Financial literacy

It was Jan Carlzon, that superb leader of Scandinavian Airlines, who said:
“An individual without information can’t take responsibility. An individual with information can’t help but take responsibility.”

Without information, staff make sense of things in their own way. Do you want to leave this to chance? Do you want them to have an idea of their role in the business based on what someone hurriedly conveyed to them first day on the job; and never again, since?

Or would you rather they know the following……..?
• The cost to the business for every minute they are there
• What revenue is needed to cover this cost and provide your target margin
• The effect of their moment-by-moment choices and actions on this
• The role they play in increasing income and/or decreasing outgo
• A productivity formula where they can constantly assess whether they are contributing what the business needs, and how to continuously improve this

A restaurant owner (true story, apparently) was frustrated by the repeated burning of hamburgers in the kitchen. He gave the kitchen staff one piece of information: the number of additional hamburgers that had to be sold to recoup the loss due to one burnt hamburger. The result? Their behaviour instantly changed – no more burnt hamburgers.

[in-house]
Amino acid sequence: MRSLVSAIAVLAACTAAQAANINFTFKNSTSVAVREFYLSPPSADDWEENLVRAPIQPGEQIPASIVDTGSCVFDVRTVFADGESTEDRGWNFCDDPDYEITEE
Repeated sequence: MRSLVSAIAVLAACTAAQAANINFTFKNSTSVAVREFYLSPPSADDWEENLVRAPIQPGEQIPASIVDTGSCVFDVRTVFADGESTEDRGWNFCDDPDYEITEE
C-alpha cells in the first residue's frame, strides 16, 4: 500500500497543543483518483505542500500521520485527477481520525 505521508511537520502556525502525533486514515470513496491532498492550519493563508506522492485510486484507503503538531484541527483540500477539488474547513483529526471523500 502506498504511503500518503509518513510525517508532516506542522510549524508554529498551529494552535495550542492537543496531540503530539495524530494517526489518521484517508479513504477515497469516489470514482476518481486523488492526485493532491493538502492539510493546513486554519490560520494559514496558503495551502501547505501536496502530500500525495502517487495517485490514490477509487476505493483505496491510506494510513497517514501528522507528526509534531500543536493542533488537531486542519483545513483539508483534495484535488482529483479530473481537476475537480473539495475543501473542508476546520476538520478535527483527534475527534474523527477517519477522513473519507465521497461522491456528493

Financial literacy, commercial nous (whatever you want to call it) is essential for staff to contribute fully in their role. Albert Koopman, the legendary founder of Cashbuild, fully involved his staff in every aspect of the business. When they wanted shares in the business, he knew he had succeeded in educating them financially. Google his name – read about his success for yourself.

• Decide what financial info you can share with staff
• Let them know what margin is needed in the business and what influences income and outgo
• Have them work on a productivity formula (or contribution calculator – call it something significant). Don’t spoon feed them with ratios that turn you on! Rather let them develop their own more meaningful measures, and decide how to report back their progress and improvements. (Message? Up to you to prove your contribution to the business.)
• Emphasise the value of simplicity and speed of info-gathering. Analysis paralysis rarely improved the bottom line.
• Be patient – these measures may be rough to start with but they will refine these over time as they get smarter.

Remember: You purchase their whole brain with your payroll; why not use it?


About Cherri Holland

Fascinated with business, brains and how to use the brains on the payroll to make business buzz.
This entry was posted in Measuring return on people expenses. Bookmark the permalink.

1 Response to Financial literacy

  1. Pingback: The way you get control is to give it away | Cherri Holland Blog

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